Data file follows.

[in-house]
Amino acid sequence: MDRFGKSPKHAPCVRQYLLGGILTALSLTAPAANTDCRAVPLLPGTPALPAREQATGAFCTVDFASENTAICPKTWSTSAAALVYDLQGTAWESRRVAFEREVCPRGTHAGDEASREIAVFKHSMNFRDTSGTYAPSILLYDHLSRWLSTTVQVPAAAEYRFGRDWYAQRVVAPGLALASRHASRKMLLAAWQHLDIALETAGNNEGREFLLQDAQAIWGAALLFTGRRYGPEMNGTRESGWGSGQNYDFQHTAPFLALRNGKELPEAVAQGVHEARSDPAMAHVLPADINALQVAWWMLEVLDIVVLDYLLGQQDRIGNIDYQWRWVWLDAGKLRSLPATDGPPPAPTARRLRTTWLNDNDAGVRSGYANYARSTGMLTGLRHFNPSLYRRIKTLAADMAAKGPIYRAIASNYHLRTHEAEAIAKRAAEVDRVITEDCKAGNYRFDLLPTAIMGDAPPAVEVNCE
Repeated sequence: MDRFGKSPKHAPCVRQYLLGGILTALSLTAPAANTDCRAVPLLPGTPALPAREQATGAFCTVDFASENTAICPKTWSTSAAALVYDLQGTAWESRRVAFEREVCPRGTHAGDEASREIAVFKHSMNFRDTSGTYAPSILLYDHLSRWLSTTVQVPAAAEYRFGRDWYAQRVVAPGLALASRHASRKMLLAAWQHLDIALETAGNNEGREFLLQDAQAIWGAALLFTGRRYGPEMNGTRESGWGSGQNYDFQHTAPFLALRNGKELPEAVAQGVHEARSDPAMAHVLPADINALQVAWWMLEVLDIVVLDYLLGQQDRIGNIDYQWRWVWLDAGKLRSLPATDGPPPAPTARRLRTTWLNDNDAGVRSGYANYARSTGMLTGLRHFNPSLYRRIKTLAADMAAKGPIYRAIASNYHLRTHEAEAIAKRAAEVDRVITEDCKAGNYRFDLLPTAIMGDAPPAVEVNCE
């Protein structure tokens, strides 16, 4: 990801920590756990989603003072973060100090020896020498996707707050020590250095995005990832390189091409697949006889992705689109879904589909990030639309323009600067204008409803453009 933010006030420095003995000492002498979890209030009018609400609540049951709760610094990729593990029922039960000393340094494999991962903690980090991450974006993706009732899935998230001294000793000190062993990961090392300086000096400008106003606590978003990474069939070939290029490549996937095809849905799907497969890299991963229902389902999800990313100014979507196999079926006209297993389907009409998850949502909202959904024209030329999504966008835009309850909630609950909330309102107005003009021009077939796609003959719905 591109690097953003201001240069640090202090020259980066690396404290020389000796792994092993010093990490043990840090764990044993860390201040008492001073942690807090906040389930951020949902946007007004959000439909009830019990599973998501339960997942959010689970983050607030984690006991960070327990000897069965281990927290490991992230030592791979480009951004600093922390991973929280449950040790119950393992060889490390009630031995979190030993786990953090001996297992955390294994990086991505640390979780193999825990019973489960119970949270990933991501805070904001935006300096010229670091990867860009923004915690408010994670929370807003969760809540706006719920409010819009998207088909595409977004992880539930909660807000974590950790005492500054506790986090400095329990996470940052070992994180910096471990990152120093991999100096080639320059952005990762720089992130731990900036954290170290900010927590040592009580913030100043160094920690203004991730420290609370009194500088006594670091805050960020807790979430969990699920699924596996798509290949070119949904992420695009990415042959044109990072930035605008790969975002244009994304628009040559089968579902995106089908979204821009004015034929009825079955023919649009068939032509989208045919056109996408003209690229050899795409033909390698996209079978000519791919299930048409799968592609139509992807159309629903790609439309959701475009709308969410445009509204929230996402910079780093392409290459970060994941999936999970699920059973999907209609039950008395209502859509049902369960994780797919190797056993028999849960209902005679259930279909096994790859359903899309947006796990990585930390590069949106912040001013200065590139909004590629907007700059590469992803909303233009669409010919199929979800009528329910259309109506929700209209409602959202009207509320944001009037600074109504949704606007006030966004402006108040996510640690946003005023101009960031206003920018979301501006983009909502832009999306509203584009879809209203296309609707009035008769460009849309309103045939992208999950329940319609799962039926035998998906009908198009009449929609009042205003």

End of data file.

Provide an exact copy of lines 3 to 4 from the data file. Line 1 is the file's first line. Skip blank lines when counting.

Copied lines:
Repeated sequence: MDRFGKSPKHAPCVRQYLLGGILTALSLTAPAANTDCRAVPLLPGTPALPAREQATGAFCTVDFASENTAICPKTWSTSAAALVYDLQGTAWESRRVAFEREVCPRGTHAGDEASREIAVFKHSMNFRDTSGTYAPSILLYDHLSRWLSTTVQVPAAAEYRFGRDWYAQRVVAPGLALASRHASRKMLLAAWQHLDIALETAGNNEGREFLLQDAQAIWGAALLFTGRRYGPEMNGTRESGWGSGQNYDFQHTAPFLALRNGKELPEAVAQGVHEARSDPAMAHVLPADINALQVAWWMLEVLDIVVLDYLLGQQDRIGNIDYQWRWVWLDAGKLRSLPATDGPPPAPTARRLRTTWLNDNDAGVRSGYANYARSTGMLTGLRHFNPSLYRRIKTLAADMAAKGPIYRAIASNYHLRTHEAEAIAKRAAEVDRVITEDCKAGNYRFDLLPTAIMGDAPPAVEVNCE
């Protein structure tokens, strides 16, 4: 990801920590756990989603003072973060100090020896020498996707707050020590250095995005990832390189091409697949006889992705689109879904589909990030639309323009600067204008409803453009 933010006030420095003995000492002498979890209030009018609400609540049951709760610094990729593990029922039960000393340094494999991962903690980090991450974006993706009732899935998230001294000793000190062993990961090392300086000096400008106003606590978003990474069939070939290029490549996937095809849905799907497969890299991963229902389902999800990313100014979507196999079926006209297993389907009409998850949502909202959904024209030329999504966008835009309850909630609950909330309102107005003009021009077939796609003959719905 591109690097953003201001240069640090202090020259980066690396404290020389000796792994092993010093990490043990840090764990044993860390201040008492001073942690807090906040389930951020949902946007007004959000439909009830019990599973998501339960997942959010689970983050607030984690006991960070327990000897069965281990927290490991992230030592791979480009951004600093922390991973929280449950040790119950393992060889490390009630031995979190030993786990953090001996297992955390294994990086991505640390979780193999825990019973489960119970949270990933991501805070904001935006300096010229670091990867860009923004915690408010994670929370807003969760809540706006719920409010819009998207088909595409977004992880539930909660807000974590950790005492500054506790986090400095329990996470940052070992994180910096471990990152120093991999100096080639320059952005990762720089992130731990900036954290170290900010927590040592009580913030100043160094920690203004991730420290609370009194500088006594670091805050960020807790979430969990699920699924596996798509290949070119949904992420695009990415042959044109990072930035605008790969975002244009994304628009040559089968579902995106089908979204821009004015034929009825079955023919649009068939032509989208045919056109996408003209690229050899795409033909390698996209079978000519791919299930048409799968592609139509992807159309629903790609439309959701475009709308969410445009509204929230996402910079780093392409290459970060994941999936999970699920059973999907209609039950008395209502859509049902369960994780797919190797056993028999849960209902005679259930279909096994790859359903899309947006796990990585930390590069949106912040001013200065590139909004590629907007700059590469992803909303233009669409010919199929979800009528329910259309109506929700209209409602959202009207509320944001009037600074109504949704606007006030966004402006108040996510640690946003005023101009960031206003920018979301501006983009909502832009999306509203584009879809209203296309609707009035008769460009849309309103045939992208999950329940319609799962039926035998998906009908198009009449929609009042205003």